Malaysian coast guards kill Vietnamese fisherman in South China Sea clash
KUALA LUMPUR (AFP) – The Malaysian coast guard shot dead a Vietnamese fisherman whose boat tried to ram a patrol vessel in the South China Sea, an official said on Monday (Aug 17).
The incident took place inside Malaysian waters, where local fisherman have complained in the past about Vietnamese fishing boats that damage their nets.
Coast guard chief Zubil Mat Som told AFP that two Vietnamese fishing boats had entered Malaysian waters some 80 nautical miles from Tok Bali, off the north-eastern state of Kelantan late on Sunday (Aug 16).
“The coast guard crew had earlier fired warning shots in the air but after they rammed and threw a bottle of petrol, my men had no choice but to open fire in self-defence,” he said.
Mr Zubil alleged that the Vietnamese crew had thrown petrol and a tyre to try and set fire to the coast guard boat, which was damaged by the “aggressive ramming”.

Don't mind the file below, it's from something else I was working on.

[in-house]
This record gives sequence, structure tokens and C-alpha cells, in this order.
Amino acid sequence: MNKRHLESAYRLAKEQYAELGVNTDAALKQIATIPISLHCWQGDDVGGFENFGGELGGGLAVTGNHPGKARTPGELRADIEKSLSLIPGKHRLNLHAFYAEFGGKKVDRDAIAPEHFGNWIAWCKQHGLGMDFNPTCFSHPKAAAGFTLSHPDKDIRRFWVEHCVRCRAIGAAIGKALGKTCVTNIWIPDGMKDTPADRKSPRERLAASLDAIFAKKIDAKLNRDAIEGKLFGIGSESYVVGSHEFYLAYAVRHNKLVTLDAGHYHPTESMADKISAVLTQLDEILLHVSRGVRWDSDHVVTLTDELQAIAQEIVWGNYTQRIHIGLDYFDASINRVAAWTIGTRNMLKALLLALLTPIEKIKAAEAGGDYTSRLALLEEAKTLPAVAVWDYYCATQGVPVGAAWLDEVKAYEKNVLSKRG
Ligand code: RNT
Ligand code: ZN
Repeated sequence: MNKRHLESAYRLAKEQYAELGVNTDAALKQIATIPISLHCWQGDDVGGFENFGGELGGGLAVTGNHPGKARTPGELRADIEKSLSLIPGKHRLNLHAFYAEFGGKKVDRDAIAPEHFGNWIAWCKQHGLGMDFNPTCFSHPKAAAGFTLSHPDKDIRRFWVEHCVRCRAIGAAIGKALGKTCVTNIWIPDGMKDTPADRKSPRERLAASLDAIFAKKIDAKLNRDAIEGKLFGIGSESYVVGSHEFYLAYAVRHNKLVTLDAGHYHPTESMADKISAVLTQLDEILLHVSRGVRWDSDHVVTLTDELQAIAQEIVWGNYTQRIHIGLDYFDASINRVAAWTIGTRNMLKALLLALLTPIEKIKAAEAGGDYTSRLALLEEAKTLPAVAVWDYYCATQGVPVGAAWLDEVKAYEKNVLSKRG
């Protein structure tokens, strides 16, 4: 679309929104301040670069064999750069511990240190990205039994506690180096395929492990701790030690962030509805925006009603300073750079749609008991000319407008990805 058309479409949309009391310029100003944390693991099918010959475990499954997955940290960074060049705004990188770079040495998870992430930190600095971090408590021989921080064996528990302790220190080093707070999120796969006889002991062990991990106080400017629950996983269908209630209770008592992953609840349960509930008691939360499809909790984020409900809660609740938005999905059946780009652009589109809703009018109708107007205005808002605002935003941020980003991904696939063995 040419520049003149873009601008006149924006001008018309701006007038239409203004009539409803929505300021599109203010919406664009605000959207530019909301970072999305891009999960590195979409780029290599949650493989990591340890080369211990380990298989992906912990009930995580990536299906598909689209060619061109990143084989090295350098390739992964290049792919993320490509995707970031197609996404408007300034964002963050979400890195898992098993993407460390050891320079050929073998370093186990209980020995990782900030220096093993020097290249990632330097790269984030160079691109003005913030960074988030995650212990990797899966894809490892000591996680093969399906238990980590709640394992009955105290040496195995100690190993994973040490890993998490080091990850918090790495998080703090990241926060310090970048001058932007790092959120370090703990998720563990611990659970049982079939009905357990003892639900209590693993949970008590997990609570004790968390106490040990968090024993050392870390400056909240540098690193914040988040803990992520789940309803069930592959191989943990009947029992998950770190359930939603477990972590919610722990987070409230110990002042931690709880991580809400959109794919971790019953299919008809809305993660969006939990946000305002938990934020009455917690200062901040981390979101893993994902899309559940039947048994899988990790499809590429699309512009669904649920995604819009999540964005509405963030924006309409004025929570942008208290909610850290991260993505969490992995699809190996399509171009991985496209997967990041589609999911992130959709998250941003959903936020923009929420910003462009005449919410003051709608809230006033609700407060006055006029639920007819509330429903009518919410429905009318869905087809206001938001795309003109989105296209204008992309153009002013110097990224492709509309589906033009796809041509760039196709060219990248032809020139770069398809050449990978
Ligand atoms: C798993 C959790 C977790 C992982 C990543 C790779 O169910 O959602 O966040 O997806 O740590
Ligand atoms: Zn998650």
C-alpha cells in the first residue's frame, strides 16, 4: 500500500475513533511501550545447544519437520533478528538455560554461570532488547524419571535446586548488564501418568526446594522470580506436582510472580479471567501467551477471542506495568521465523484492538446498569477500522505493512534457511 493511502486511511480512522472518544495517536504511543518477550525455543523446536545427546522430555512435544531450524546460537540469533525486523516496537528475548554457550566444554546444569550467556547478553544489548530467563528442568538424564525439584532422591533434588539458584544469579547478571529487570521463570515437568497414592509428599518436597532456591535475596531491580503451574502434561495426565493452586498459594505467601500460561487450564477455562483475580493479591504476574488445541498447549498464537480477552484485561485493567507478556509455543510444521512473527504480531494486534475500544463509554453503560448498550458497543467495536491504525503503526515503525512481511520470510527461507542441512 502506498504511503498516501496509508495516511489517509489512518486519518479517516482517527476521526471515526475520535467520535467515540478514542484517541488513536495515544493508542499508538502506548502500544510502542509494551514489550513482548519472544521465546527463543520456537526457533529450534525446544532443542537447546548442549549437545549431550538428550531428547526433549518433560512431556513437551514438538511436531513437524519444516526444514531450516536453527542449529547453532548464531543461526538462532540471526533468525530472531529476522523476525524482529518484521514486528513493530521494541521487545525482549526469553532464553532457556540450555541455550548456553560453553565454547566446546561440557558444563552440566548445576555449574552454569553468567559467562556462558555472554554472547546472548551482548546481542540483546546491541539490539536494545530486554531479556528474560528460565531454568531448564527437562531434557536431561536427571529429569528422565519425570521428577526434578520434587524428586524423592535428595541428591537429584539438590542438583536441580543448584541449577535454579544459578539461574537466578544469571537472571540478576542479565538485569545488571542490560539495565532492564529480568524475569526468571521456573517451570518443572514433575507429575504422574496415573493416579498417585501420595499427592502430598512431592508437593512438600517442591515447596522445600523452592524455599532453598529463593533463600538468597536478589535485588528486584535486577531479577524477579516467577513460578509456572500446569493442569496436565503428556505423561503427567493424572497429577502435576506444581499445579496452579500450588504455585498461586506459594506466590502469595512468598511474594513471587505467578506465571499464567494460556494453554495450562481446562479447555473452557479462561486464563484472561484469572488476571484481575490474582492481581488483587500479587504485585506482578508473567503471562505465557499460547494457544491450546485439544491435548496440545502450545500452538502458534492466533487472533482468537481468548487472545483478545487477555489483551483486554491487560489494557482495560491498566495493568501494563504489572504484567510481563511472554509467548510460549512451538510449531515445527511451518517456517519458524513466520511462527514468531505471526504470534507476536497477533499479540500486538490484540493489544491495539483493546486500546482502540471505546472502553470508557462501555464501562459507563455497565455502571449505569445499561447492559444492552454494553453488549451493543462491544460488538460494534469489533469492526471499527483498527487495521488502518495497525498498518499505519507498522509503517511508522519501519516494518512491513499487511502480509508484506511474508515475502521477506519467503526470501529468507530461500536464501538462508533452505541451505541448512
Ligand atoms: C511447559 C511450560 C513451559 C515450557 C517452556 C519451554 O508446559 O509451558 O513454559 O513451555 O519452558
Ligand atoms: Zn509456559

One Vietnamese fisherman suffered gunshot wounds and was pronounced dead after he was brought to shore.
“We are saddened by this deadly incident. But I can guarantee… my men took this action to protect their lives and to protect our national sovereignty,” Mr Zubil added.
The Vietnamese boats with the remaining 20 crew members were towed to the coast guard jetty.
Parts of the South China Sea are subject to rival claims by Brunei, Malaysia, the Philippines, Taiwan and Vietnam, while Beijing claims the entire waterway.
The rival claims to the sea, which straddles vital shipping lanes and covers rich fishing grounds, makes it a potential flashpoint for conflict.
China and Asean – of which four claimants are members – are currently in talks for a code of conduct in the area.
While not a claimant, the United States has been sending freedom of navigation patrols in international waters, but China has slammed these as interference in regional affairs.
In February, Kuala Lumpur sought to secure a deal with Hanoi to end alleged intrusions into Malaysian waters by Vietnamese vessels.
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